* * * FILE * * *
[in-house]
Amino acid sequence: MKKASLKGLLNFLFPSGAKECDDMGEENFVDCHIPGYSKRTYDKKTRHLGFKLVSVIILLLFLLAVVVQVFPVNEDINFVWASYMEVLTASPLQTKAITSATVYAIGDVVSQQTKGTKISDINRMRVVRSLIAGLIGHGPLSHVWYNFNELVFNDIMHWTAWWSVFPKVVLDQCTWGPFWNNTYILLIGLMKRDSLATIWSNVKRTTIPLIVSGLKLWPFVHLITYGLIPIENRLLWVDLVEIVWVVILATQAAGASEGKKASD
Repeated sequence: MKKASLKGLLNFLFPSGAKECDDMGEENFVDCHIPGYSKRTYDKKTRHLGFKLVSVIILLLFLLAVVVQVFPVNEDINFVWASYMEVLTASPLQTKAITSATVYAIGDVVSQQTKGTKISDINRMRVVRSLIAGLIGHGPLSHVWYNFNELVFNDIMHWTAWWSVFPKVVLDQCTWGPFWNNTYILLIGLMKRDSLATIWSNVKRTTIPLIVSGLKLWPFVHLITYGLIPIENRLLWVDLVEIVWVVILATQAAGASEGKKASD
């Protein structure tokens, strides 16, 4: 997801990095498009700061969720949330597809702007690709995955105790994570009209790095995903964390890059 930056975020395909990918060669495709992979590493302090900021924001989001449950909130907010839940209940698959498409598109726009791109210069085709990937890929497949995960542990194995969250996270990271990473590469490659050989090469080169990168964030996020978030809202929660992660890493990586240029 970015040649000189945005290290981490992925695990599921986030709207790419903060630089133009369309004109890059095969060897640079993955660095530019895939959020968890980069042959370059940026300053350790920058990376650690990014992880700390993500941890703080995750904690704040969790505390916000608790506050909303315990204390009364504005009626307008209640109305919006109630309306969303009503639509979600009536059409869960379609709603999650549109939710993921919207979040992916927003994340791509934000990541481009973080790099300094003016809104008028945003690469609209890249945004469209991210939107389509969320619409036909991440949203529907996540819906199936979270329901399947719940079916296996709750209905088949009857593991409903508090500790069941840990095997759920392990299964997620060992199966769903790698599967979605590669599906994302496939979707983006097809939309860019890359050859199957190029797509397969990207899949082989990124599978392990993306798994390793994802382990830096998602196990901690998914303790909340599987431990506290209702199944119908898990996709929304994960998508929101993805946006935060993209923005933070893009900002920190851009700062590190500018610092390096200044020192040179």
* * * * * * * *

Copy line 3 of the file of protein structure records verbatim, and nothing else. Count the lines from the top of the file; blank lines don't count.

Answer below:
Repeated sequence: MKKASLKGLLNFLFPSGAKECDDMGEENFVDCHIPGYSKRTYDKKTRHLGFKLVSVIILLLFLLAVVVQVFPVNEDINFVWASYMEVLTASPLQTKAITSATVYAIGDVVSQQTKGTKISDINRMRVVRSLIAGLIGHGPLSHVWYNFNELVFNDIMHWTAWWSVFPKVVLDQCTWGPFWNNTYILLIGLMKRDSLATIWSNVKRTTIPLIVSGLKLWPFVHLITYGLIPIENRLLWVDLVEIVWVVILATQAAGASEGKKASD